Deer leucistic?
Inside the Outdoors, February 3,
2017

As usual, before getting to day’s column, I want to draw the public’s attention to the fact that we recently had a new Pennsylvania Game Commission wildlife conservation officer (WCO) assigned to our area.

Known to many in the Ligonier area, Bill Brehun grew up in the Ligonier area, attending Ligonier Valley High School (LVHS). As a senior, he often gave thought just what he would like to do when he graduated. Suggesting to his mother maybe he could make woodworking his profession. She suggested, “Why don’t you see if you can find something that has more of a future.

One day after giving a senior presentation, it occurred to him that he like to seek out a field that dealt with education, law enforcement and the outdoors. “The Game Commission has all of these,” he said.

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After graduating from LVHS in 2009, he attended Penn State University at Dubois where he studied wildlife technology receiving an associate degree in that field in 2011.

Aspiring to becoming a WCO, he then enrolled at Ross Leffler School of Conservation that is a PGC academy. Two years later, he accomplished his goal attaining his goal.

Brehun then was assigned to northern Blair County that is centered in the Altoona area. After spending three and one-half years there, he was transferred to the Southwest region of the PGC in Bolivar where he has been fulfilling his duties ever since his arrival.

“I’ve been assigned to the Northeastern District which includes Ligonier, Unity Township, Derry, Fairfield Township and St. Clair Township (located in the New Florence area),” he stated.

With he and his wife move moving back to this area, he proclaimed, “I finally got to come home!”

When I did my thorough investigation on the duck in question at St. Vincent Lake (Latrobe), little did I come to grips with a subject that tickled my fancy so much that I ended up doing a research project on it. The subject would be ‘Leucism.’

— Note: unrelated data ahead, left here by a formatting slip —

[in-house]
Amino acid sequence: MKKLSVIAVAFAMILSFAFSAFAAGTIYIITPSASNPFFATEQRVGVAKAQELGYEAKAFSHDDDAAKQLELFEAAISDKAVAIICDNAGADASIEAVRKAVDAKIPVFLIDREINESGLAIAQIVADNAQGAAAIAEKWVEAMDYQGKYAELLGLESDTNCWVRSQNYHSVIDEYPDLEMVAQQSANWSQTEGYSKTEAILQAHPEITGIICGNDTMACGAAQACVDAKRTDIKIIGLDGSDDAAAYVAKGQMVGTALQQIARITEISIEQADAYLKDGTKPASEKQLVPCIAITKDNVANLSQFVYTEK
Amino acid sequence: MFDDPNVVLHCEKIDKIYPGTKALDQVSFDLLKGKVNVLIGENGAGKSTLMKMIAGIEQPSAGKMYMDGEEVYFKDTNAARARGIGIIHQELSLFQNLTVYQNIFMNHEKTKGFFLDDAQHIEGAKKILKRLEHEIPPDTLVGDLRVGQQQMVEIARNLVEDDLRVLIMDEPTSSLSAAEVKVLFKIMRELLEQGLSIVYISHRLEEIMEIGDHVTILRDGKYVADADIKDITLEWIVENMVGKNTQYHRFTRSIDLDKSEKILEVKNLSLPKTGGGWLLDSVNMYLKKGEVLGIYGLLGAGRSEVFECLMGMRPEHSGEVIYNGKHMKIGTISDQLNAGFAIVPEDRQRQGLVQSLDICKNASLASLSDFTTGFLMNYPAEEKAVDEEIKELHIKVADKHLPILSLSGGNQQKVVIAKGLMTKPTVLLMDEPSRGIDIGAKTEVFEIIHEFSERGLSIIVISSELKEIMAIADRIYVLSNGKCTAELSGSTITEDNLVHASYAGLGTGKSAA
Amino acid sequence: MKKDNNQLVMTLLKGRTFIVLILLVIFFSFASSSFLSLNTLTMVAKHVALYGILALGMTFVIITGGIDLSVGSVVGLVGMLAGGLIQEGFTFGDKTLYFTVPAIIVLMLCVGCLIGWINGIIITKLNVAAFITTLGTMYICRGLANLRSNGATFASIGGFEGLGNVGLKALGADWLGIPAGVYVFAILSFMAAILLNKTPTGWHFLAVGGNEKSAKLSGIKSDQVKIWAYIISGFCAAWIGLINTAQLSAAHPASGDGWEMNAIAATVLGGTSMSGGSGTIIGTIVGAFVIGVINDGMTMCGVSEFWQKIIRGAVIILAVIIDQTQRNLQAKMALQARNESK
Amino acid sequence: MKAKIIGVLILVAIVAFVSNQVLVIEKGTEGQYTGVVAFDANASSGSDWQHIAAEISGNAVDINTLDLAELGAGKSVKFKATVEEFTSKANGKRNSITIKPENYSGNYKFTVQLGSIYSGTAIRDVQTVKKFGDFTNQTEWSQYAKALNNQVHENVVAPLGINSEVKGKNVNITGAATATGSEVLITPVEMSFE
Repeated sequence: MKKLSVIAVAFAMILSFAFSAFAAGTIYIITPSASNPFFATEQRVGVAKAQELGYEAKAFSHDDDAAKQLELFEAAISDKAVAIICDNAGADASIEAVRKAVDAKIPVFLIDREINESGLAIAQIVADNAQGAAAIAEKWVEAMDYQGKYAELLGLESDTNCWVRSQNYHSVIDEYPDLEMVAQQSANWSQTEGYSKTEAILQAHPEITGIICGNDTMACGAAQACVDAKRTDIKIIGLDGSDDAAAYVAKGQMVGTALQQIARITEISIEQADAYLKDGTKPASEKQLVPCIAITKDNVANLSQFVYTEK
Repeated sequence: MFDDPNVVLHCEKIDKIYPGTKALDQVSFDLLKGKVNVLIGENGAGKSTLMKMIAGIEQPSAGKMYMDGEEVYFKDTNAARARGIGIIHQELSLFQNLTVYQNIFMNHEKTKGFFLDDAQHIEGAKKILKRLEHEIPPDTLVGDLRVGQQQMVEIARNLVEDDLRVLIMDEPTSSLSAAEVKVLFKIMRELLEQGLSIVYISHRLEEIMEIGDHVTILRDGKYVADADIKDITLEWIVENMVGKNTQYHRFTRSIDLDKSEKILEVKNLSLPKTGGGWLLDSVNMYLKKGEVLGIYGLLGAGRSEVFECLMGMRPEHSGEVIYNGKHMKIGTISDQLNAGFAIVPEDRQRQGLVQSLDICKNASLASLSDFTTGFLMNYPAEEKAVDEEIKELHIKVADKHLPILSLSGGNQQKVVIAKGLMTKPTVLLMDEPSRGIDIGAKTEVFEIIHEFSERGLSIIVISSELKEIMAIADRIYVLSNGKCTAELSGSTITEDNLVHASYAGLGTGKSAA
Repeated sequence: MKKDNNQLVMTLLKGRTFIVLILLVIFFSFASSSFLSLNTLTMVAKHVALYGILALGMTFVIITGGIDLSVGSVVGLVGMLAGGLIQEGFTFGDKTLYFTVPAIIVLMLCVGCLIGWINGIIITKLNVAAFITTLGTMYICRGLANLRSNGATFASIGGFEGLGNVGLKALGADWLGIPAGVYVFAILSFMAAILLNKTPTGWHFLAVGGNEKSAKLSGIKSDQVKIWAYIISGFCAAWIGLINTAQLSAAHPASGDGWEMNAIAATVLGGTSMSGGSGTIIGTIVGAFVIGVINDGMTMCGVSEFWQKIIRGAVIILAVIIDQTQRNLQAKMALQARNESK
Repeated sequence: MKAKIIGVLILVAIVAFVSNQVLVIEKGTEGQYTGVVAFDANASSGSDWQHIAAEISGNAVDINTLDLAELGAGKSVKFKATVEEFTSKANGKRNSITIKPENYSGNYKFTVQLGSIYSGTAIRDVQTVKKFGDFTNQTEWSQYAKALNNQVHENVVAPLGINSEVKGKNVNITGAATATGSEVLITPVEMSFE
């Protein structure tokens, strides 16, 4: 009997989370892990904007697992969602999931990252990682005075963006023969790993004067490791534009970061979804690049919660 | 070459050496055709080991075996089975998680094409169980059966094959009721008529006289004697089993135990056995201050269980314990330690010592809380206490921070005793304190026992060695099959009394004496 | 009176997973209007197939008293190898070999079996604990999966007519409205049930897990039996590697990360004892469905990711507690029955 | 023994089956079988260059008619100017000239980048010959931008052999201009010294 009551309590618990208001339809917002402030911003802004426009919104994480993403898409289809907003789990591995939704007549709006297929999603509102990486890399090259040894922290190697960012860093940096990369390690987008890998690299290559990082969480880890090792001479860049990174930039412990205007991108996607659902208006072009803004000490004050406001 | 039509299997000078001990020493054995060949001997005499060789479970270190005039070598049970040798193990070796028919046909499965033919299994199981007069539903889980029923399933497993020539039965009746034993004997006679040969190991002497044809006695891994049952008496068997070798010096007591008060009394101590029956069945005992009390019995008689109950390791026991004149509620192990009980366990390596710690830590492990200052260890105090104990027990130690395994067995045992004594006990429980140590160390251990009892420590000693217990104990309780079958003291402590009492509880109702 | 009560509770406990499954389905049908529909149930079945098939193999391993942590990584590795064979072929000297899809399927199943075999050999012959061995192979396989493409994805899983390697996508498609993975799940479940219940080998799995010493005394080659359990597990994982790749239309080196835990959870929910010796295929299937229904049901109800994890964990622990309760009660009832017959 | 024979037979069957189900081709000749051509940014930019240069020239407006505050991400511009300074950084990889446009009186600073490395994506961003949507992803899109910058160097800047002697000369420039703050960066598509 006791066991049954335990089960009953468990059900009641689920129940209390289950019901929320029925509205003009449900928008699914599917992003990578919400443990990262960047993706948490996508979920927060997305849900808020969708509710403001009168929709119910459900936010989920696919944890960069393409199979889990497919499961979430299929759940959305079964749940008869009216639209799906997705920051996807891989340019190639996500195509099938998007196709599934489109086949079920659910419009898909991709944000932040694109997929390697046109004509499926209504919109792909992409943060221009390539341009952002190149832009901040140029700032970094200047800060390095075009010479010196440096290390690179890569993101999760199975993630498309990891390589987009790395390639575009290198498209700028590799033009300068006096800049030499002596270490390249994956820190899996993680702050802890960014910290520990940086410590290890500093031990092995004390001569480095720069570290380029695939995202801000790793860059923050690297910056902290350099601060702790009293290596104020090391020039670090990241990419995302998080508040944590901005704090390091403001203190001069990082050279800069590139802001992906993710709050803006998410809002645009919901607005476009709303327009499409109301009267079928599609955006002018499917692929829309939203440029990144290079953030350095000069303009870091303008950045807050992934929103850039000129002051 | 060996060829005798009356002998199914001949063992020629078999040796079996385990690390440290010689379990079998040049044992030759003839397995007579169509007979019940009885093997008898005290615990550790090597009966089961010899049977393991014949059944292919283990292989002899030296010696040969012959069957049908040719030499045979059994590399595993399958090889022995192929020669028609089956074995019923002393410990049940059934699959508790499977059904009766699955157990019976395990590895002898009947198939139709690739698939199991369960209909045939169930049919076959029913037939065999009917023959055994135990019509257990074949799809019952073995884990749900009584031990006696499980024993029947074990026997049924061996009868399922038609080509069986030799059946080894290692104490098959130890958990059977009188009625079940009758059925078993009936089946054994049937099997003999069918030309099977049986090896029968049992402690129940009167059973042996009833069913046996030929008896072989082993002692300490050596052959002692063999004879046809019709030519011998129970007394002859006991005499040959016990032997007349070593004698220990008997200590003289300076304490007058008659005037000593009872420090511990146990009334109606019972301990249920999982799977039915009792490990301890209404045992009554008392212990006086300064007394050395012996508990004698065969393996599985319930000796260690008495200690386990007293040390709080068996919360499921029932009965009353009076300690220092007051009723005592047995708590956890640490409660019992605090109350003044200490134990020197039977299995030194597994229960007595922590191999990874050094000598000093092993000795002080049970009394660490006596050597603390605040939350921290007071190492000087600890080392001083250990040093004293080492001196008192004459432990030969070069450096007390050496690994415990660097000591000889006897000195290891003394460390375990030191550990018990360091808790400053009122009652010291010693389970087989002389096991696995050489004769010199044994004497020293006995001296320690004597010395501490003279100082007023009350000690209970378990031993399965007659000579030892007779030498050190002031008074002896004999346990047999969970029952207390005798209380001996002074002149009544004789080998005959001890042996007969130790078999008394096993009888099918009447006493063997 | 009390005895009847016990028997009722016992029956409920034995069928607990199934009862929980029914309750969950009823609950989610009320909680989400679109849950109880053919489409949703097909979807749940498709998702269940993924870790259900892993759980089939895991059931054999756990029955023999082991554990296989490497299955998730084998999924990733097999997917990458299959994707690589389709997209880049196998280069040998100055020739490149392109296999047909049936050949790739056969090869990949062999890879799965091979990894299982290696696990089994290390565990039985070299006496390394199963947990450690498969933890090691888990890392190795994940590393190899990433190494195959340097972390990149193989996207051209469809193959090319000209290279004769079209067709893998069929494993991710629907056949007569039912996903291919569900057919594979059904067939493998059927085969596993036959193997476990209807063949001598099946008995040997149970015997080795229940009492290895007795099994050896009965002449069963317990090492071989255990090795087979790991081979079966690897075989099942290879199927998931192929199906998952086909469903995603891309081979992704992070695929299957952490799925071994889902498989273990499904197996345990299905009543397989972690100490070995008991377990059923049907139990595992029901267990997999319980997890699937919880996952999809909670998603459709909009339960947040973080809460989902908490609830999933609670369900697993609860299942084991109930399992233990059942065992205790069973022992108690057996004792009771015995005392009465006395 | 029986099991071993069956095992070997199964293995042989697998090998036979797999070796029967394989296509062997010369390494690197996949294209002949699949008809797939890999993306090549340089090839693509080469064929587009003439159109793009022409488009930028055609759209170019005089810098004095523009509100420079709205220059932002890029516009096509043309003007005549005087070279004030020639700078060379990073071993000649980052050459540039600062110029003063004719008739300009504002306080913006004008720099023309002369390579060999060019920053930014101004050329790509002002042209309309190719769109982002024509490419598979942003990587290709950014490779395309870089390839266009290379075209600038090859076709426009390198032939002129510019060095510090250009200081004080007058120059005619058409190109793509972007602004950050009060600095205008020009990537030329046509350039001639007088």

I only learned of the term ‘leucistic’ by talking to a naturalist at Powdermill Nature Reserve. I decided to explore the usages of the word that opened up a new can of worms, as the saying goes.

At first we thought the subject that I identified as a ‘UFO,’ an unidentified flying object, was some sort of duck, but we couldn’t put our fingers on just exactly what species it could be. When the expert announced that the bird may be ‘leucistic,’ that surely threw me for a loop. So I had to go website hopping until I felt educated enough to write a column on it. After all, it was too big an ordeal not to share with you readers.

I found out from www.mnn.com “Leucism is often mistaken for albinism. It is a partial loss of pigmentation, which can make the animal have white or patchily colored skin, hair, feathers and so on, but the pigment cells in the eyes are not affected by the condition,” it said.

On the opposite end of the coin, “Albinism is a condition in which there is an absence of melanin, which gives color to the skin, feathers, hair and eyes. Vertebrates are not only white in color but they also have very pale eyes, often pink or red in color as the blood vessels show through.”

If one can get close enough to the creature, the eyes will be the deciding factor.

According to u.osu.edu, “Albinism is inherited. However, not all offspring from an albino parent will be albinistic."


- Paul J. Volkmann
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